Sunday, July 15, 2012

One Nation Under Surveillance: FDA Spies On Its Own Scientists

Mordor - Total Information Awareness
From the NYT, we learn that the Food and Drug Administration (FDA) engaged in a "wide-ranging surveillance operation... against a group of its own scientists", using "an enemies list of sorts as it secretly captured thousands of e-mails" to everyone from Congress to journalists and the president:

The agency, using so-called spy software designed to help employers monitor workers, captured screen images from the government laptops of the five scientists as they were being used at work or at home. The software tracked their keystrokes, intercepted their personal e-mails, copied the documents on their personal thumb drives and even followed their messages line by line as they were being drafted, the documents show.

The extraordinary surveillance effort grew out of a bitter dispute lasting years between the scientists and their bosses at the F.D.A. over the scientists’ claims that faulty review procedures at the agency had led to the approval of medical imaging devices for mammograms and colonoscopies that exposed patients to dangerous levels of radiation.

A confidential government review in May by the Office of Special Counsel, which deals with the grievances of government workers, found that the scientists’ medical claims were valid enough to warrant a full investigation into what it termed “a substantial and specific danger to public safety.”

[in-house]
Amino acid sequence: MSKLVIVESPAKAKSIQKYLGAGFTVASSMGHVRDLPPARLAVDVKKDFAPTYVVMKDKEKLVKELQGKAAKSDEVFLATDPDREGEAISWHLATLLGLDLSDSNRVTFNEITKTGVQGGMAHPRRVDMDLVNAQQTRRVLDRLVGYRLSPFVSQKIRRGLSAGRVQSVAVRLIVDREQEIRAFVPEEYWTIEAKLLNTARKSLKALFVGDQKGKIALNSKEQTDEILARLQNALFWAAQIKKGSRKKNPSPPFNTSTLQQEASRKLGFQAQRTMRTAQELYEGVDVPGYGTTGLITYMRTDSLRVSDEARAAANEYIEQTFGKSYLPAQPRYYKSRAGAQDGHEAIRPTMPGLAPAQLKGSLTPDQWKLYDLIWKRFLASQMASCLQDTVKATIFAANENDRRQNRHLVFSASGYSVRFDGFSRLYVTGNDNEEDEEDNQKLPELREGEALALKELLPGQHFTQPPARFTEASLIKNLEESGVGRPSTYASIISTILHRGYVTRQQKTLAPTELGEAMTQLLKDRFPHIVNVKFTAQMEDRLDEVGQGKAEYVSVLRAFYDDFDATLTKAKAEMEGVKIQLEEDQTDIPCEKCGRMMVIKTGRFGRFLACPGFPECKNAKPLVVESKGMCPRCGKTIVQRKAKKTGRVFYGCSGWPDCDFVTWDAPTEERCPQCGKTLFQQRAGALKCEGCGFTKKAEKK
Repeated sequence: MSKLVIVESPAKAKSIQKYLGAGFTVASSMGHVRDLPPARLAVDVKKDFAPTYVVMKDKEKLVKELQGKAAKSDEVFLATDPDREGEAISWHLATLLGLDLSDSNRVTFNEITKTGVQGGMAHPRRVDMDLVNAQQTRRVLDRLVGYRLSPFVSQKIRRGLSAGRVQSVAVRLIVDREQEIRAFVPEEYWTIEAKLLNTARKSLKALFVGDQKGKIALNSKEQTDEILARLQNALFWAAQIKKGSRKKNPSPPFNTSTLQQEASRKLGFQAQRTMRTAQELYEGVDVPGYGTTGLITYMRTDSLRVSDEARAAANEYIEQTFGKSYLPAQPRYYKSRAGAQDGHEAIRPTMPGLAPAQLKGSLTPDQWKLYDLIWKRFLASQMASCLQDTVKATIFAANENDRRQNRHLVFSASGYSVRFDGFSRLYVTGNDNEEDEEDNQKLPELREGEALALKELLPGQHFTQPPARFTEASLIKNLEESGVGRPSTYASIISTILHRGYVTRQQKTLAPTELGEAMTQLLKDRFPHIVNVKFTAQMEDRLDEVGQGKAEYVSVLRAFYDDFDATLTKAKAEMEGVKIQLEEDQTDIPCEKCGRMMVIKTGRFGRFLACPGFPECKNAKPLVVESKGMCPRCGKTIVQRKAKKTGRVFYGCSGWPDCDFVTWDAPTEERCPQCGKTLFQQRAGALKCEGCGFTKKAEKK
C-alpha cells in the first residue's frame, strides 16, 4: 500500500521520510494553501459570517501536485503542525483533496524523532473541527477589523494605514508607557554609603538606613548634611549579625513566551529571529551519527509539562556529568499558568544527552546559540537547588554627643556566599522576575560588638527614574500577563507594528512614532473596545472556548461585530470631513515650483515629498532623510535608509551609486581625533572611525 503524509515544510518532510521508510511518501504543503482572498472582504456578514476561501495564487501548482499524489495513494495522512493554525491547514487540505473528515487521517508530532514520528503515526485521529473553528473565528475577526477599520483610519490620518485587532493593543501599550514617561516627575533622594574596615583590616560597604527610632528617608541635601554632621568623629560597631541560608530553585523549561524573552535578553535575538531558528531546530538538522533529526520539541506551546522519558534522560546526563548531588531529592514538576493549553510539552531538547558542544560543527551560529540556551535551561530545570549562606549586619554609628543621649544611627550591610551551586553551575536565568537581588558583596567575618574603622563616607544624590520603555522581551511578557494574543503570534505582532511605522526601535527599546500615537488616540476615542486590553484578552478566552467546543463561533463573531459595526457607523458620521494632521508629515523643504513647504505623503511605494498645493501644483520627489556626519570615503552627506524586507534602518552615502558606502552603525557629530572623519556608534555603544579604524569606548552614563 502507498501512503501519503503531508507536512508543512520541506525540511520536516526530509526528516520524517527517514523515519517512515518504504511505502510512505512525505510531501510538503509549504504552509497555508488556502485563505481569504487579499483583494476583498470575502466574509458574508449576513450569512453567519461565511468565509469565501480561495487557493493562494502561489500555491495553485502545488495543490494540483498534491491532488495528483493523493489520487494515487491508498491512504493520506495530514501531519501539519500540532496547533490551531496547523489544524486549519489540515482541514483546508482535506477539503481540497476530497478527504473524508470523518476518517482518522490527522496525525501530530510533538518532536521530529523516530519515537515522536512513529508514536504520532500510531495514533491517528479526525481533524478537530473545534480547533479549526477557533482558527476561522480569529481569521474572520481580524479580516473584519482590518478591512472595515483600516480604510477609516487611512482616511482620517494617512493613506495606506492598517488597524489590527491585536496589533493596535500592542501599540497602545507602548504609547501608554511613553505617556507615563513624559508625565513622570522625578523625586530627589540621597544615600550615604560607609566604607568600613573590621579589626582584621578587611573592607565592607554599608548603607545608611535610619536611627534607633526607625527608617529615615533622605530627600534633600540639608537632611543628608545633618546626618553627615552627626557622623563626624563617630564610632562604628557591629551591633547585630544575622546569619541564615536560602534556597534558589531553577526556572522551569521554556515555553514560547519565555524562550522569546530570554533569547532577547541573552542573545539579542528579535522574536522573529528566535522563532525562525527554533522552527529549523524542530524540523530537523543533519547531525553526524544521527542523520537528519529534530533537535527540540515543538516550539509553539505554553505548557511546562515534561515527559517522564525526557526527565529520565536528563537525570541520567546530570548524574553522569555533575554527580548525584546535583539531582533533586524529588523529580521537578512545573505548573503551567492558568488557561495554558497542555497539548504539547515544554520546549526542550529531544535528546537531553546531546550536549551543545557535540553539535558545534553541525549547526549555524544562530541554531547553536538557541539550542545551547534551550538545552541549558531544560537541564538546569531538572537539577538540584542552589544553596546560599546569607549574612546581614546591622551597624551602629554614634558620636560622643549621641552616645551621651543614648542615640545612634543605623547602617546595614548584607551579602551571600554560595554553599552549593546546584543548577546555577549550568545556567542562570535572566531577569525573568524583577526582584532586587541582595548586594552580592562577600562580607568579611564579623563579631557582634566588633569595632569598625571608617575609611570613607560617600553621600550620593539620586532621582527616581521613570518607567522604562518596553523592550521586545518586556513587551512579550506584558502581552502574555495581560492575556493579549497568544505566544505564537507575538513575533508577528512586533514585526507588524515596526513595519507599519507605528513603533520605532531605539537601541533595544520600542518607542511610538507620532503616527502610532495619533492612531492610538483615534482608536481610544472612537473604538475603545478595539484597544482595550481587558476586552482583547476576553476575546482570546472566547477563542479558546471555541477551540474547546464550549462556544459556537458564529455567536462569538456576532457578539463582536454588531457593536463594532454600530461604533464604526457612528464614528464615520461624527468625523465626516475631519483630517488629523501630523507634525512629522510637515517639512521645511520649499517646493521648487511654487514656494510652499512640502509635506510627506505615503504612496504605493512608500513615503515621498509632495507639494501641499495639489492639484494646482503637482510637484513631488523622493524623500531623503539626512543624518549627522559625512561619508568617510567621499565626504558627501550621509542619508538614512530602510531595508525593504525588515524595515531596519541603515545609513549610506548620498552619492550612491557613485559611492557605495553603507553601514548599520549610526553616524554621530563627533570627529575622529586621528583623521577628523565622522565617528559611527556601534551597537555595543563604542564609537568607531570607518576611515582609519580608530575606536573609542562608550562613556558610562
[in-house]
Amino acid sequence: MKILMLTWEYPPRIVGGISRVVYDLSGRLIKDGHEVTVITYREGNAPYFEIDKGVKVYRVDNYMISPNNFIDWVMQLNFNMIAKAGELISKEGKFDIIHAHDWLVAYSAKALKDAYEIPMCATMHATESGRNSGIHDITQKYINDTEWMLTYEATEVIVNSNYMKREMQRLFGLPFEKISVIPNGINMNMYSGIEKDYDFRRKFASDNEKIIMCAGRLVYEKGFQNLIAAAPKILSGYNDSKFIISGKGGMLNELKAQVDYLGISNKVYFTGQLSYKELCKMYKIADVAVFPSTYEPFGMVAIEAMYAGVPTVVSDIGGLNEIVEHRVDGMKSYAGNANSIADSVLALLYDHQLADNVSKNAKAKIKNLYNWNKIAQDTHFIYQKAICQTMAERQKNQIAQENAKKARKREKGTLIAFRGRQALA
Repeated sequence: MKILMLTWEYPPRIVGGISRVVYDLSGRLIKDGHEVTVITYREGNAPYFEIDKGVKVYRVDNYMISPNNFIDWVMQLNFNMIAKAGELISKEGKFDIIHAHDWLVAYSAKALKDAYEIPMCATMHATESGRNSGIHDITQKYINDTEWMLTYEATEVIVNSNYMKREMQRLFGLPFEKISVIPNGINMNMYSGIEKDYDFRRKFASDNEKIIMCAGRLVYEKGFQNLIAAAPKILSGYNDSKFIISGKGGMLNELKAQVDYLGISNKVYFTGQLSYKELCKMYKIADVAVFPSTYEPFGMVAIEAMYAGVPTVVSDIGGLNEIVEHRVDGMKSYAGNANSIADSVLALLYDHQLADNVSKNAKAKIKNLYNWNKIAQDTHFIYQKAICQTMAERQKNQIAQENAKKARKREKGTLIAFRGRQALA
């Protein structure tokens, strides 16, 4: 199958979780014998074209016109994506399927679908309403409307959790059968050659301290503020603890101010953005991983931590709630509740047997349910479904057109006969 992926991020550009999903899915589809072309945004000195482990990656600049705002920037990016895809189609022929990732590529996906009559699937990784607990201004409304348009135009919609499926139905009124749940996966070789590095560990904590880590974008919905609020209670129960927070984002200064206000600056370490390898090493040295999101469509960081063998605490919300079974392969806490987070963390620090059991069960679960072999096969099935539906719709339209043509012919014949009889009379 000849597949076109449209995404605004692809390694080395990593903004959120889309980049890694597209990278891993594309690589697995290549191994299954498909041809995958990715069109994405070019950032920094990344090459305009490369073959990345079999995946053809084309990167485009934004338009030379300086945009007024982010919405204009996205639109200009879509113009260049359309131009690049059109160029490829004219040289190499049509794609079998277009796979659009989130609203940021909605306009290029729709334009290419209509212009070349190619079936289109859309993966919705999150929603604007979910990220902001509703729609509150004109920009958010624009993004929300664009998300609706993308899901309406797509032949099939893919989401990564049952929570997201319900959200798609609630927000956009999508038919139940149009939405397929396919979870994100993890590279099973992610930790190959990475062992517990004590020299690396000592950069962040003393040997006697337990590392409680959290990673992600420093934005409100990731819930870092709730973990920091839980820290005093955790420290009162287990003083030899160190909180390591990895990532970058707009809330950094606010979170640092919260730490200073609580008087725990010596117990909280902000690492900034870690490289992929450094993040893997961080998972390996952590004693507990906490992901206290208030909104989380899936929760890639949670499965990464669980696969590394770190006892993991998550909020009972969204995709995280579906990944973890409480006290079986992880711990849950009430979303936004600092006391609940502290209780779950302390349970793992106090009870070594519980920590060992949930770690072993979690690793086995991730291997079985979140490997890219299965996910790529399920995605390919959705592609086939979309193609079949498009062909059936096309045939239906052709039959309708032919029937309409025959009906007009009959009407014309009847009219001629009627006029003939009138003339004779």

It seems very likely that the FDA's actions were worthy of reporting. But nothing could so effectively reinforce the mostly false image of scientists as brilliant in their field of study but naive about political matters as those scientists' allowing their external communications to be spied upon.

A few simple rules of thumb would probably have allowed the scientists to continue undetected and unimpeded: use your own personal equipment to send the emails, not something your employer's IT department supplied to you; don't use your employer's network to transmit the emails; obtain and use your own personal privacy keys to encrypt the email; don't make copies of files onto removable media. Yes, all of that makes whistle-blowing considerably more inconvenient, but if you're going to do it at all, you may want to exercise at least that much common sense and good judgment.

(H/T Mustang Bobby.)

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